Ethical approval for the study was obtained from the WHO Secretariat Committee for Research in Human Subjects and from the relevant local ethical committee in each of the sites involved. Because no investigations were performed that would not have been included in the good clinical care of the infants with suspected infection, only verbal consent was obtained from parents or care givers before the enrollment of an infant into the study.
In the 4 sites a total of 8418 young infants were triaged, of whom 4552 satisfied the criteria for enrollment in the study and underwent a full history, physical examination and pulse oximetry. Of these, 2398 with clinical signs suggestive of infection were investigated, including blood culture (2452), lumbar puncture (507) and chest radiograph (1868), and this comprised the study sample for the analyses presented in this paper. Included in the above figures are 175 infants without signs of serious infection who were randomly chosen for investigation including blood culture. Not all investigated infants had blood cultures performed, usually because of technical difficulties. Overall 247 infants (5% of those enrolled) died, including 19 who were judged likely to have died because of being taken from the hospital by their families, against medical advice and in a serious condition. There were some important differences between the sites with respect to the study populations. The largest number of infants was enrolled in Papua New Guinea, but in that site the infants enrolled were less ill, fewer were admitted and few died (Table 1).14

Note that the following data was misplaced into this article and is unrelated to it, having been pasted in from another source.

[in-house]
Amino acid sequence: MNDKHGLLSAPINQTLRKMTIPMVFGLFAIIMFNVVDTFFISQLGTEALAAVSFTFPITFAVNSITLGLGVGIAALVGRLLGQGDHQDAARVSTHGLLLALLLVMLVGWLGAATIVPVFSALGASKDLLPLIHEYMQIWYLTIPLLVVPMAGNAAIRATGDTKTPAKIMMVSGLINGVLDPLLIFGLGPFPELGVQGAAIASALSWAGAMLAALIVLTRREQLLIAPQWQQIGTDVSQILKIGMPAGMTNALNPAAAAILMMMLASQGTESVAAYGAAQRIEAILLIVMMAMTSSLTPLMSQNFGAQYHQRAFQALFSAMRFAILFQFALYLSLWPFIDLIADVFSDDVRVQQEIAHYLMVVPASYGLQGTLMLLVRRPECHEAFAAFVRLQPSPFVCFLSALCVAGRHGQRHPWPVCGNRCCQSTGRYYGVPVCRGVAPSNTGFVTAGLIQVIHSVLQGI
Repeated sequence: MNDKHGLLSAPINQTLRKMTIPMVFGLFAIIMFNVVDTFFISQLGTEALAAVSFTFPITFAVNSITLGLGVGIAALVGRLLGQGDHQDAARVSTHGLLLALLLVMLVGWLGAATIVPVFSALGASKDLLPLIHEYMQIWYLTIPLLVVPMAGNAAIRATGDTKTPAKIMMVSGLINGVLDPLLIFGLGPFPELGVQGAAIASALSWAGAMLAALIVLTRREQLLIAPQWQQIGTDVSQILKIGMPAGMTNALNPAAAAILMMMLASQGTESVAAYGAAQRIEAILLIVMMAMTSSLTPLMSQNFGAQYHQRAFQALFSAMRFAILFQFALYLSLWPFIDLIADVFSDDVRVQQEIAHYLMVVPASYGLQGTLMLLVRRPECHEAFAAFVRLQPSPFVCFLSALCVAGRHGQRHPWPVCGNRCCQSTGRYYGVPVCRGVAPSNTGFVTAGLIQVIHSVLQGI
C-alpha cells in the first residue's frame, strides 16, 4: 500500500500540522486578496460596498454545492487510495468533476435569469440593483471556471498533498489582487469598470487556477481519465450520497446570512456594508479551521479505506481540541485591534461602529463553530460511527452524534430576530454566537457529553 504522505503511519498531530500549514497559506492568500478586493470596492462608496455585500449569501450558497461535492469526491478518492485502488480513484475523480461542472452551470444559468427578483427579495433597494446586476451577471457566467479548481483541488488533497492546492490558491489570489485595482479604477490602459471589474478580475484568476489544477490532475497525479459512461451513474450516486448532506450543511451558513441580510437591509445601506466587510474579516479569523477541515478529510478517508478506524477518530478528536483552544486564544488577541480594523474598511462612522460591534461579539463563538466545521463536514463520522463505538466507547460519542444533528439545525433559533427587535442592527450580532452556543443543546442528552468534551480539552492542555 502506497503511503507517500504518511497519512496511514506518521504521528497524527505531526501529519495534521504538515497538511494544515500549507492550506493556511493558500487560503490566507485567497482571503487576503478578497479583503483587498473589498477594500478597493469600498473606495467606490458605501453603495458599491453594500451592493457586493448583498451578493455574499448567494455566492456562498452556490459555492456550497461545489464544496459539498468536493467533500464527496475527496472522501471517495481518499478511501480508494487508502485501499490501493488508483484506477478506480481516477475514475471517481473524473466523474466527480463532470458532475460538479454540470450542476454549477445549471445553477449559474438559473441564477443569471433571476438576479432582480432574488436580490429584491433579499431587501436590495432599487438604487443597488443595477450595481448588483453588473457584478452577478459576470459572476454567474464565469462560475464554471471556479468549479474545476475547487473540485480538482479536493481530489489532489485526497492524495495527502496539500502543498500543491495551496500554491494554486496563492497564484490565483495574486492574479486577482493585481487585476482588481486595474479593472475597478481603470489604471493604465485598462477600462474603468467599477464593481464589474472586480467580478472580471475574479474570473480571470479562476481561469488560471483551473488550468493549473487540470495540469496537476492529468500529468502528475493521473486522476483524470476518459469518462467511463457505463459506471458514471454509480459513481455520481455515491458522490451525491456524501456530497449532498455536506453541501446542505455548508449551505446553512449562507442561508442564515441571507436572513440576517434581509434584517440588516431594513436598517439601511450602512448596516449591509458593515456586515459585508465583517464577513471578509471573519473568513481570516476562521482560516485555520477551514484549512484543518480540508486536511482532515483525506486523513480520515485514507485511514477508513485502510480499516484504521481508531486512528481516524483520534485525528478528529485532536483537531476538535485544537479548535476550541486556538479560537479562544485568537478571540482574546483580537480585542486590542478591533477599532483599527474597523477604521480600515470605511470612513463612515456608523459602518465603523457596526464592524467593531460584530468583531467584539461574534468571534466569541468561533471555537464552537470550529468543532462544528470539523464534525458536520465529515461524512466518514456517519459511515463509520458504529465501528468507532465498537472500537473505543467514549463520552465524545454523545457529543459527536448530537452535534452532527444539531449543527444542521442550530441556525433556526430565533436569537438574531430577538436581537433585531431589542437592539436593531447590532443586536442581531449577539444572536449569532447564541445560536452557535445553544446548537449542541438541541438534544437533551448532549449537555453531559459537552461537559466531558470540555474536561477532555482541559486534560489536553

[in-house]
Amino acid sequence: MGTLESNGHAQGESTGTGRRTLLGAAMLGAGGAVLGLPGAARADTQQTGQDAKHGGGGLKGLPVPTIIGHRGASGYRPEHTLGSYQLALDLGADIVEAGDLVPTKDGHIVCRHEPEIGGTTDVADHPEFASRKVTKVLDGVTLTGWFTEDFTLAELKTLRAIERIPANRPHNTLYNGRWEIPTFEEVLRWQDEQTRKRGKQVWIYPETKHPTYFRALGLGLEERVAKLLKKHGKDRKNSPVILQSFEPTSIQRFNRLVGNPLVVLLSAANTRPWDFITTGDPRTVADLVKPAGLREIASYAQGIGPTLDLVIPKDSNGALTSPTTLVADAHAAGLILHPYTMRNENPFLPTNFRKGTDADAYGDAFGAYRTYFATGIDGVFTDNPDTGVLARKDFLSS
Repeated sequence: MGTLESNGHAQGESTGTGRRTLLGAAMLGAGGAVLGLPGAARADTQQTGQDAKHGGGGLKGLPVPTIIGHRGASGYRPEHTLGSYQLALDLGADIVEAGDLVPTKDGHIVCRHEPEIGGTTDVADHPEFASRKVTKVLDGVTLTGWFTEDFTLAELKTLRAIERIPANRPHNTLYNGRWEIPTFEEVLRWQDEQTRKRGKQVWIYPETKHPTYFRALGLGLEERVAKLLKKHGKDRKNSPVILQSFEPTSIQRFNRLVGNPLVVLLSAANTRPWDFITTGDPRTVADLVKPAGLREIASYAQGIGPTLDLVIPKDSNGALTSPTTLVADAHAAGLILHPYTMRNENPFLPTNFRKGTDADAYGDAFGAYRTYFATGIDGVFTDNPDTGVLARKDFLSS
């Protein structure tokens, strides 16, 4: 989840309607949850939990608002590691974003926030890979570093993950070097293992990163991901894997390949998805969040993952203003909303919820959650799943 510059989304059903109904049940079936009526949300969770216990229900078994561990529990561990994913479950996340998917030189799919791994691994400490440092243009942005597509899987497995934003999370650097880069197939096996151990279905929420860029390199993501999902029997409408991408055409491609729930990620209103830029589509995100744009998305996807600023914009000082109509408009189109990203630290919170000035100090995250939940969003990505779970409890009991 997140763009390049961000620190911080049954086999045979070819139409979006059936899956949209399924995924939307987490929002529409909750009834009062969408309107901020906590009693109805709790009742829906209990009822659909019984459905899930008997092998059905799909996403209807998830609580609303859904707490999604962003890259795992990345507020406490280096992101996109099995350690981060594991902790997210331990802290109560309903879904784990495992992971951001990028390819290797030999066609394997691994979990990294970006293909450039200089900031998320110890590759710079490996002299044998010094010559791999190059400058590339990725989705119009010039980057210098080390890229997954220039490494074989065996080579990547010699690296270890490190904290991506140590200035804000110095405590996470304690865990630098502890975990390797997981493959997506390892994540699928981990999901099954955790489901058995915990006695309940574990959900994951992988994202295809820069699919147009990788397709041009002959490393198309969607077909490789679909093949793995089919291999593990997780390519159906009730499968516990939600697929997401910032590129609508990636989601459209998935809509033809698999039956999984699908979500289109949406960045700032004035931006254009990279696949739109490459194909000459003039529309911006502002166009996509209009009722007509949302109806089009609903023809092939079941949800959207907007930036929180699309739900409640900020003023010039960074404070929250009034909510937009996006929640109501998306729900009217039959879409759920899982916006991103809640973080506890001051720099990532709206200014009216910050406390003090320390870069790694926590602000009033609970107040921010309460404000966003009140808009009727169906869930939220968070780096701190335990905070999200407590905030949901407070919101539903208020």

Table 2 summarizes the 167 blood culture isolates that were obtained from 2452 infants who underwent this investigation. Of the isolates 102 (61%) were Gram-positive organisms, 96 of which were either S. pneumoniae, Staphylococcus aureus or S. pyogenes. The most frequent Gram-negative isolates were E. coli and Salmonella spp. Three infants grew both Staphylococcus aureus and S. pyogenes in the blood. One infant each grew: Staphylococcus aureus in the blood and S. pyogenes in the CSF; Staphylococcus aureus and Streptococcus spp. (group G) in the blood; Staphylococcus aureus and Enterococcus faecalis in the blood. One infant grew H. influenzae in the blood and had a positive nasopharyngeal culture for B. pertussis. In addition 3 other infants (2 in Ethiopia and 1 in PNG) grew B. pertussis from NP culture.
During the first month of life Staphylococcus aureus (19, 23%), S. pyogenes (17 isolates, 20%) and E. coli (15, 18%) were the most common organisms isolated from blood. S. pneumoniae was the most common organism in both the second and third month of life, accounting for 30% of blood isolates, with meningitis accounting for 47% (17 of 36) of all episodes of invasive pneumococcal disease in study infants.
Four of the positive blood cultures occurred amongst the 175 infants in the systematic sample of infants without signs of systemic infection. Three of the 4 isolates (all Staphylococcus aureus) were from The Gambia where an epidemic of scabies may have contributed to the high rate of isolation of this organism.